Monday, January 26, 2009

Inauguration Day

In this post, I plan to go to school on Barack Obama. Not as in "I'm going to school you, Barack!" but as in "Barack is going to school me..."

First let me apologize for not having a lot of pictures. I may wedge a shot of President Obama (it is fun to say that) or other speakers along the margin. But as this is a blog entry about words, I thought I would keep the focus on the text and the language itself.

I want to spend some time looking at words and how they are used. Words are, after all, the heart of my craft as a writer, teacher, and, in my limited way, public speaker. And so whenever I see someone (or even more pointedly, hear someone) with a gift for the language, I am drawn to their content and their methods. And President (I get to say that again) Obama is clearly one of those people worth looking at.

At one point during the inauguration speech, during the "hawkish" bit, I was wondering if Bush Jr. was sitting thinking, "Man, if I could talk like that, perhaps things would have gone better for me!" The simple fact is that Obama was doing hawk way better than Bush ever could. (If you would like a reminder of how ill-spoken Bush so often was, I direct you to David Letterman's top-ten list).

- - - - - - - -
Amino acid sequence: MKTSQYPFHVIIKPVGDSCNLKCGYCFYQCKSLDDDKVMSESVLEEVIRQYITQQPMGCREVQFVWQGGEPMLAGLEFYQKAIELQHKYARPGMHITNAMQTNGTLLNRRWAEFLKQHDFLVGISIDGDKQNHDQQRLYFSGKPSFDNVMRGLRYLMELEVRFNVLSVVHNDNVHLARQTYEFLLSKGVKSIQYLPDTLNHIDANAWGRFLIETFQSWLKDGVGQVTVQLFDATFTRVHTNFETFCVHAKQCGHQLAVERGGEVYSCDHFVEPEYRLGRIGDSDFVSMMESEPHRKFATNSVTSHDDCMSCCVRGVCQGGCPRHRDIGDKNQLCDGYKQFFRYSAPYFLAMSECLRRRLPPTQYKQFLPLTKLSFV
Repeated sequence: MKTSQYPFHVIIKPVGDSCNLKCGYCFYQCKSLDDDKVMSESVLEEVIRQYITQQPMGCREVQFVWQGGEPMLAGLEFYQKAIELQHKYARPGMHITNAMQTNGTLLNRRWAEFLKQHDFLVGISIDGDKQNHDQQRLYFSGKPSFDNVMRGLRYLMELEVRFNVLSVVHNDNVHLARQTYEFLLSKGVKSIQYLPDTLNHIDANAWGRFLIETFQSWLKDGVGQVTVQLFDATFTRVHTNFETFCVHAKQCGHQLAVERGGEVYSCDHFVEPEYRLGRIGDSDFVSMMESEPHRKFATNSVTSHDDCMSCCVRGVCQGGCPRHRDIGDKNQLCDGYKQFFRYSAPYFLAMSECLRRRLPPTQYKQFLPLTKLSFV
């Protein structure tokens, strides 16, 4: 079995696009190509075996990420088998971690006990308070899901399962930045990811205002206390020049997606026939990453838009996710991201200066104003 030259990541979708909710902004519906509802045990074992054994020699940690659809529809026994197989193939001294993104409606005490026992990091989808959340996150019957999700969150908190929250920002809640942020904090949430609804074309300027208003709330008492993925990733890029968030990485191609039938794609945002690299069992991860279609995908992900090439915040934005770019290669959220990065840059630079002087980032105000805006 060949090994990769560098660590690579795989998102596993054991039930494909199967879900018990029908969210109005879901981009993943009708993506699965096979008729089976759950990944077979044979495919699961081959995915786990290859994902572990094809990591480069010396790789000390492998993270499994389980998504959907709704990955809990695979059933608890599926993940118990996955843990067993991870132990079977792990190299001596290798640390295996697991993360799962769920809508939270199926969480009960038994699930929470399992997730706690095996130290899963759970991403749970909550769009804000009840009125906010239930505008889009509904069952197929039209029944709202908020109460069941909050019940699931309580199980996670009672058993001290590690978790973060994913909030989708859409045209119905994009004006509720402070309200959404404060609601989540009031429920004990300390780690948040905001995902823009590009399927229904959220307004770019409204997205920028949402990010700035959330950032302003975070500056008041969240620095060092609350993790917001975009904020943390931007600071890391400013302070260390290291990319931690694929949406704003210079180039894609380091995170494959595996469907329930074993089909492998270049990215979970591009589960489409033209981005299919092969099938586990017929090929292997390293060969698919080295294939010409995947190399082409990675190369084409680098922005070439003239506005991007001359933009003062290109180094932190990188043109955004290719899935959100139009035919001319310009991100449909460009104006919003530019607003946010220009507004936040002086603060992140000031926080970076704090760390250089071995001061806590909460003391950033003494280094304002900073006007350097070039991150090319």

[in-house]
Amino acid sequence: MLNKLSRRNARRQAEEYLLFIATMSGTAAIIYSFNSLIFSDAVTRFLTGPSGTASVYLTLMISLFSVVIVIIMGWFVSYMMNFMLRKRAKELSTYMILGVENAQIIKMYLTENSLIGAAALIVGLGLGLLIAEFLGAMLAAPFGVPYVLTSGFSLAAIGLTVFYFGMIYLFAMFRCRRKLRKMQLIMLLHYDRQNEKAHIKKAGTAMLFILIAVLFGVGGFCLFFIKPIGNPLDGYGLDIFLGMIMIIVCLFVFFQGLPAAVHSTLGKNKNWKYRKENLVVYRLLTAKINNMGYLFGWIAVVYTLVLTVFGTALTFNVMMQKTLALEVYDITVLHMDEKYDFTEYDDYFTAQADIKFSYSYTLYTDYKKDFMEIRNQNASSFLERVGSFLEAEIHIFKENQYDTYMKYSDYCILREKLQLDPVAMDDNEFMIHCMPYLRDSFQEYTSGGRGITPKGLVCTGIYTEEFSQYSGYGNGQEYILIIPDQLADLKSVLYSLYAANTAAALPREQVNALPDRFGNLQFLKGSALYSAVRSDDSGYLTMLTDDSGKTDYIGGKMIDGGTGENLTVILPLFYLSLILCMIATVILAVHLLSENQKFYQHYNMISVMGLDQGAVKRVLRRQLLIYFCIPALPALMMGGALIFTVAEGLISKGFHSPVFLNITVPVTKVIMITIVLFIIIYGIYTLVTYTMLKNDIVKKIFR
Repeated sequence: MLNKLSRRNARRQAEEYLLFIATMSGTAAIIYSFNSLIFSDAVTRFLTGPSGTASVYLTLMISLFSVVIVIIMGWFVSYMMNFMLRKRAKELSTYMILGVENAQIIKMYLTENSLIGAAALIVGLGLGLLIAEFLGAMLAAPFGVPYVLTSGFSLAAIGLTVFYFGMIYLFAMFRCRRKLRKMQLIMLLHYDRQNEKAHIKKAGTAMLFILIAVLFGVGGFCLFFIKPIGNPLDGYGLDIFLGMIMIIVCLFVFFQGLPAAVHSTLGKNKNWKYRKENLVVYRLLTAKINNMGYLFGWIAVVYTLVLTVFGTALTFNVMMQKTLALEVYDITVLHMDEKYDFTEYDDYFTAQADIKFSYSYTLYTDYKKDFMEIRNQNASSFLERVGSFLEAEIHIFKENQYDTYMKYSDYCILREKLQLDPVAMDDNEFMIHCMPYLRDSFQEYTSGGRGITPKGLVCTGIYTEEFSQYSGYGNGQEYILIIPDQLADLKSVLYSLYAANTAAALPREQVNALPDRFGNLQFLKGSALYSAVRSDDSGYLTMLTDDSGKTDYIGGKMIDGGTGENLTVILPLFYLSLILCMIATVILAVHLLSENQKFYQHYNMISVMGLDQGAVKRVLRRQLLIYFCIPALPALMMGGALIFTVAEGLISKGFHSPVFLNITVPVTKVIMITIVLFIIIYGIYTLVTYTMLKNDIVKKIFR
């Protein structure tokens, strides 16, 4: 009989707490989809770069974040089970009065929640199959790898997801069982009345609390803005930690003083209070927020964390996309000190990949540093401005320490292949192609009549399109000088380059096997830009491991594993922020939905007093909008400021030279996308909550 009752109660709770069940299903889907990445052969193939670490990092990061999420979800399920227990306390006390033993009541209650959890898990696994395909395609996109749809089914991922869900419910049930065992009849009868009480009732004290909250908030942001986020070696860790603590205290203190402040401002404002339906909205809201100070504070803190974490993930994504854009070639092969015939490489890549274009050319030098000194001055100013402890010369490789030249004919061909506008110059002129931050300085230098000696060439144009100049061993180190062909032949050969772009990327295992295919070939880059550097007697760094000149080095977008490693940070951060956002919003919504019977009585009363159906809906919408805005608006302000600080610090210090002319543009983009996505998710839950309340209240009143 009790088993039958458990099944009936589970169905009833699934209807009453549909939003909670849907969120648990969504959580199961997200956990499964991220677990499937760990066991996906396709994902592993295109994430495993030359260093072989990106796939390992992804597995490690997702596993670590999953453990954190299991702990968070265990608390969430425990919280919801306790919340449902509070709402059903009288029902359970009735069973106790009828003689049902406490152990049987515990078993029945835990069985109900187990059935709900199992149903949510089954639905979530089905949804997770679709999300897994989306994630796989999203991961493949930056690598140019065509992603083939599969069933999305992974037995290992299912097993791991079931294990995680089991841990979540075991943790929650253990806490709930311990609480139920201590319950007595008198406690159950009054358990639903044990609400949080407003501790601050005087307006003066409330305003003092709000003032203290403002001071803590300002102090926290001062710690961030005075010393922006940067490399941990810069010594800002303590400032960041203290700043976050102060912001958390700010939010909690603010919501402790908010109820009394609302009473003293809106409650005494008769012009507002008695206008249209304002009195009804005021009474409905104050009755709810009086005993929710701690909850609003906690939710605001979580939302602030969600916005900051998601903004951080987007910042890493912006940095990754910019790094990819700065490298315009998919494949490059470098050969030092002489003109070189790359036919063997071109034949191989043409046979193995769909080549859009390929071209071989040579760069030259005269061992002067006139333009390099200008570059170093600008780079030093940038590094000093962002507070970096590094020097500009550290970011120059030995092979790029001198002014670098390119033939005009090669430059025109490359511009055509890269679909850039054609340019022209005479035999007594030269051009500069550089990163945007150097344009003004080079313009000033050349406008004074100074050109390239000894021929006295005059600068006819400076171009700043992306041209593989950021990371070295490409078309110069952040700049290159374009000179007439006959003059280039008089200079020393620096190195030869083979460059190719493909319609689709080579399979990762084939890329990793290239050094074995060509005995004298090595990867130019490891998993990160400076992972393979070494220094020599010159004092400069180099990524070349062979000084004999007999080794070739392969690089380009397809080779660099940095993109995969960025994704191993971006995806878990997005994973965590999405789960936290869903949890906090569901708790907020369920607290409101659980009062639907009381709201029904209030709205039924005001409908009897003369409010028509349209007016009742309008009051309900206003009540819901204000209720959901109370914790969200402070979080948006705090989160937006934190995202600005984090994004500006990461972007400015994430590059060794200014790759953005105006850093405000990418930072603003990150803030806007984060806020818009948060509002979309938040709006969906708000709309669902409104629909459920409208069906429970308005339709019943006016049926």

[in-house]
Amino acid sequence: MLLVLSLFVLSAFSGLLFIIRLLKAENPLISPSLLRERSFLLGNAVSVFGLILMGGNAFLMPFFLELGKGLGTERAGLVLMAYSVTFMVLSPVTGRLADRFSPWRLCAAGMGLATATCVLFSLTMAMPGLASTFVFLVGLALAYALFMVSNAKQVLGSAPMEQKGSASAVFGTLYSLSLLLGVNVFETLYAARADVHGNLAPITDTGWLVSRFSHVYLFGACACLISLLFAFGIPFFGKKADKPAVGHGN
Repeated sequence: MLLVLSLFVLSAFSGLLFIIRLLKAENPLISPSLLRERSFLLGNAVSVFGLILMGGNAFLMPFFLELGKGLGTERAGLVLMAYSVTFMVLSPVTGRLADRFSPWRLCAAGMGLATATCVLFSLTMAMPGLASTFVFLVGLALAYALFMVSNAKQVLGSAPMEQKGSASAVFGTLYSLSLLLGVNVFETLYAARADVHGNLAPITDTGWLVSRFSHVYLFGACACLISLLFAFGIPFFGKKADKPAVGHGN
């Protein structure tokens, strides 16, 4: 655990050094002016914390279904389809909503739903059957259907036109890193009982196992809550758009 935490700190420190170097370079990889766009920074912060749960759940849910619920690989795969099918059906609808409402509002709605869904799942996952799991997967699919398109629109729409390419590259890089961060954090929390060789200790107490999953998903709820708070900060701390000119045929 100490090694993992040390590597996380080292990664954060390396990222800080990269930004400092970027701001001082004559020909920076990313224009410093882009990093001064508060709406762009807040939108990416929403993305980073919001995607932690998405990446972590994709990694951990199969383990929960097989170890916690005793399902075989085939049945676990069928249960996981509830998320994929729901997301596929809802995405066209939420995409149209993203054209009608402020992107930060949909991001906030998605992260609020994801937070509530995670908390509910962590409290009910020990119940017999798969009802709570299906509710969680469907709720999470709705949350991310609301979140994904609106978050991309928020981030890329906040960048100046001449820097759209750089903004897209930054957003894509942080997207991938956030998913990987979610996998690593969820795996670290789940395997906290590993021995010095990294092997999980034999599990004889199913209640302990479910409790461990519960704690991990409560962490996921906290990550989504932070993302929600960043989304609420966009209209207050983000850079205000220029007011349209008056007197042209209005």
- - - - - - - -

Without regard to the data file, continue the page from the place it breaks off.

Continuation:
Now a bit of a thought on the power of words and speeches. Obama's often criticized as an "empty suit" -- a collection of great words but little in the way of concrete plans. That is perhaps true, but only if one listens only to the speeches. The thing is, though, that what is a speech supposed to be? A detailed policy statement? No, that is called a 200 page document that will put even the most caffeinated person to sleep. The point of a speech is to provide what the corporate types call a "high level overview" of the situation. To establish direction. To outline priorities. To communicate vision. And, at a time like this (massive national crappiness), perhaps above all to provide inspiration. These are tasks ill suited to long discussion.

Let us, for instance, look at one of the most hallowed of modern wartime speeches, that of Winston Churchill to the House of Commons on June 4, 1940. It is the fameous "we shall fight on the X, Y, Z" speech. An excerpt:

I have, myself, full confidence that if all do their duty, if nothing is neglected, and if the best arrangements are made, as they are being made, we shall prove ourselves once more able to defend our Island home, to ride out the storm of war, and to outlive the menace of tyranny, if necessary for years, if necessary alone.